“I’ve gotten so much positive feedback since it released. It seems there’s a lot of people angry about the situations that the movie explores. Every day, I’m getting someone thanking me for making it — someone who wants to speak about their own experience. And people also seem to think I’m a good artist myself, which is really pushing me forward,” says Assad.
Oddly enough, Assad never intended for “Slave” to be his debut feature. The 27-year-old thought it would be his third short film after 2019’s “Soul: Rooh” and 2021’s “Acceptance Land.” He started filming without any financing in place — without even sketching out a budget — but as he shot it, the project continued to grow in scope.
“I started by sacrificing some of my bitcoins. I raised about SR40,000 ($10,664) from that so I could start filming what I thought would be a 30-minute short. Honestly, this was no great loss, because crypto crashed a week later and they lost basically as much value as I’d sold them for,” Assad says with a laugh. “But as I went, I realized there was more story to tell. So we started going around meeting with to financiers and showing them what we’d produced, and that was how we raised the money to turn it into a feature film.”
“Slave” is not Assad’s first venture into the world of science fiction and fantasy. “Acceptance Land” explored similar themes. That film was set in 2096 after Earth had been ravaged by World War III and a person’s place in society is marked by the color of their clothes.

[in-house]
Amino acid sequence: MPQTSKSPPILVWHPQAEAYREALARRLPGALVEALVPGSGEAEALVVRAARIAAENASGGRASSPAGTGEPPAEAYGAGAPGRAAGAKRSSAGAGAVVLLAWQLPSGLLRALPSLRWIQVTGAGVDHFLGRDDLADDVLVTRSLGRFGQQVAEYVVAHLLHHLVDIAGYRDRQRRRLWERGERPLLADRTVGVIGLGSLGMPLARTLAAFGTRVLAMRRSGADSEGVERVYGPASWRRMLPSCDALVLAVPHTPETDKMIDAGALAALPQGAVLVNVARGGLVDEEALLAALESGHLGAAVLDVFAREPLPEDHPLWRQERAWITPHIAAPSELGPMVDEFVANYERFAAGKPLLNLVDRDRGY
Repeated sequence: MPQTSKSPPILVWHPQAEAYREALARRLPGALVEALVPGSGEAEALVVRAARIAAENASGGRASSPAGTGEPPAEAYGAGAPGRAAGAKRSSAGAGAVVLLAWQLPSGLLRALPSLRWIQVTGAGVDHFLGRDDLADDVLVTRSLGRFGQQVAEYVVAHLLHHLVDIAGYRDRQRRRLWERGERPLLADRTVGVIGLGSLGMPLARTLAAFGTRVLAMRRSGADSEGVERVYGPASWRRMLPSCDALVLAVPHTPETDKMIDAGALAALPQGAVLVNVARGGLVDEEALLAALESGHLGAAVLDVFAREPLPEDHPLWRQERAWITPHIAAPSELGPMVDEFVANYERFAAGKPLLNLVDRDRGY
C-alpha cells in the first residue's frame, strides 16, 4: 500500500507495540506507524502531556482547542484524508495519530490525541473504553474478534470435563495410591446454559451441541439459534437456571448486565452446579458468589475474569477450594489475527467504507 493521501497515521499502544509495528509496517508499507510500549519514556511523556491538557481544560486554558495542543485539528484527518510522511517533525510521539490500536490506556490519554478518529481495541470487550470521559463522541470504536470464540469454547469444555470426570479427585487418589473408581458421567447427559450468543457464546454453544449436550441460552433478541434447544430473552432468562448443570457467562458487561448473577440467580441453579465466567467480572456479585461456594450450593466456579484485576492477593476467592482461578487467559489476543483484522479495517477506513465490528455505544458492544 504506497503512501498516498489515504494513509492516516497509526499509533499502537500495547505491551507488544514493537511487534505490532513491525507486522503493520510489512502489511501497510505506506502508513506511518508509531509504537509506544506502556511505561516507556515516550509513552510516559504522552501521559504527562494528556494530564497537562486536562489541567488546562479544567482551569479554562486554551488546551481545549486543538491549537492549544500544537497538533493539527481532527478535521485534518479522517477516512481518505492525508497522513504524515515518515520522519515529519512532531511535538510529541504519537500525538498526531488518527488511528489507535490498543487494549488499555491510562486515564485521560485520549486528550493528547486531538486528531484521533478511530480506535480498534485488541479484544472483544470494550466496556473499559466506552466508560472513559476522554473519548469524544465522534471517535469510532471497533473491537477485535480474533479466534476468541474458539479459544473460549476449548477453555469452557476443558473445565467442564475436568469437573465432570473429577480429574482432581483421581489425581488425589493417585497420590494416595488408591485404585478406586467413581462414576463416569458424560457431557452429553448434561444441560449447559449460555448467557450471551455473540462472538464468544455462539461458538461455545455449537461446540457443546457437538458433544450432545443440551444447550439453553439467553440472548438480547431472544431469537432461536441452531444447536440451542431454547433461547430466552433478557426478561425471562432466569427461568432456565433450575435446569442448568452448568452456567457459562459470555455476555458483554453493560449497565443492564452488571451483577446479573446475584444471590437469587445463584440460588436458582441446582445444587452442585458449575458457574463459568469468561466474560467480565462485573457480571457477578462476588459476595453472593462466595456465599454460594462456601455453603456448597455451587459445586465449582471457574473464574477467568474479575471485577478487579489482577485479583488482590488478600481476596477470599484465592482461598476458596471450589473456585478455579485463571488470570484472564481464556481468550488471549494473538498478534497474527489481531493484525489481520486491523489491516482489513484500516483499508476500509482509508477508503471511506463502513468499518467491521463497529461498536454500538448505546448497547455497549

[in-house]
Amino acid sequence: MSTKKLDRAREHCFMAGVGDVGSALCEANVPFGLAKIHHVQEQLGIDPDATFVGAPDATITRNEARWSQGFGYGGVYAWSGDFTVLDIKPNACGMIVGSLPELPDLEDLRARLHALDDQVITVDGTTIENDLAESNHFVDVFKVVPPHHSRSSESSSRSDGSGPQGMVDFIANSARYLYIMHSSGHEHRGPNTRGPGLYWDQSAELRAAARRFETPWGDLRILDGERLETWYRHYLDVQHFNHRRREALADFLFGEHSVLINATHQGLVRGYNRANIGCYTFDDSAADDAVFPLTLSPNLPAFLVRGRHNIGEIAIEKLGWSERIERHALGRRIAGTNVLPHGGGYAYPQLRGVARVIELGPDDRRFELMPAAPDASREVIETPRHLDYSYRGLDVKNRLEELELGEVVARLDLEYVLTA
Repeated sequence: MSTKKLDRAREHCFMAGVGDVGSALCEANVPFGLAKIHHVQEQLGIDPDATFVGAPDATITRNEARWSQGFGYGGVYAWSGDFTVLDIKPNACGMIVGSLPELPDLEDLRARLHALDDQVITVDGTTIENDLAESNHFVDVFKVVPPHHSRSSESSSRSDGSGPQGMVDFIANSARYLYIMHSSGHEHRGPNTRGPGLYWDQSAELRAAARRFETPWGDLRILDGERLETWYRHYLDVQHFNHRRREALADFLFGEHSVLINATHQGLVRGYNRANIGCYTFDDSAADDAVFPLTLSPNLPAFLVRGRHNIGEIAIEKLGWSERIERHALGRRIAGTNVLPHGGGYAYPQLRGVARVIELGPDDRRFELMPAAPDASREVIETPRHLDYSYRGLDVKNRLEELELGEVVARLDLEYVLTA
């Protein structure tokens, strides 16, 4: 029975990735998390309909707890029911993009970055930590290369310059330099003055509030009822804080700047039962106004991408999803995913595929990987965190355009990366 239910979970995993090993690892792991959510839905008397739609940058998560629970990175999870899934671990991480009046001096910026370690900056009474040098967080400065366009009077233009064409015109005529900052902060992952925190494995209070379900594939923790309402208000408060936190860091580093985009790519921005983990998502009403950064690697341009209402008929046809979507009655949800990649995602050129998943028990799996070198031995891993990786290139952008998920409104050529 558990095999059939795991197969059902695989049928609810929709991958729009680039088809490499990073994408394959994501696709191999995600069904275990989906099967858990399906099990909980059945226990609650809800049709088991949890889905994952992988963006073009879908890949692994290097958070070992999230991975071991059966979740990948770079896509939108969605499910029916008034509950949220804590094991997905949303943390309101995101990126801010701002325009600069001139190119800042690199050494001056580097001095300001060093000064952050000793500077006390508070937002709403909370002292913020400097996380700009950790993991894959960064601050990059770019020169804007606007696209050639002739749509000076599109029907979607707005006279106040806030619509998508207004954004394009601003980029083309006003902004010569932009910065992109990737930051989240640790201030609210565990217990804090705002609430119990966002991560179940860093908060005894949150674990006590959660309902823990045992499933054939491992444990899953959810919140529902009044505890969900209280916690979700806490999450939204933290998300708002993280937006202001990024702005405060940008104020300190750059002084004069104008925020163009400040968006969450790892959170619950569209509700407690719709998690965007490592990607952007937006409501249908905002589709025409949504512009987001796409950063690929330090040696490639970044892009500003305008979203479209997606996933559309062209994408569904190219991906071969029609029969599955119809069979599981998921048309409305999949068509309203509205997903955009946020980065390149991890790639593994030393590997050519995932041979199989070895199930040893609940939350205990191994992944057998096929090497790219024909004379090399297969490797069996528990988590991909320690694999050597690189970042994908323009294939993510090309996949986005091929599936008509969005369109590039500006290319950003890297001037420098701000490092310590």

While his interest in the genre may come from his childhood obsession with director Christopher Nolan and Hideo Kojima, creator of the “Metal Gear Solid” video game series, the ideas behind his films are personal.
“I do have one theme across my movies so far,” he says. “It’s freedom. Each of these films is exploring the idea of humanity, and worlds in which people are not allowed to live as they want, to be who they are. But I’m trying to change that now. In my next films, I’m ready to explore new ground.”
That new ground that Assad is ready for is already right in front of him. He’s currently finishing the script for a new film called “AlUla’s Eagle,” inspired by his country’s unexplored recent history.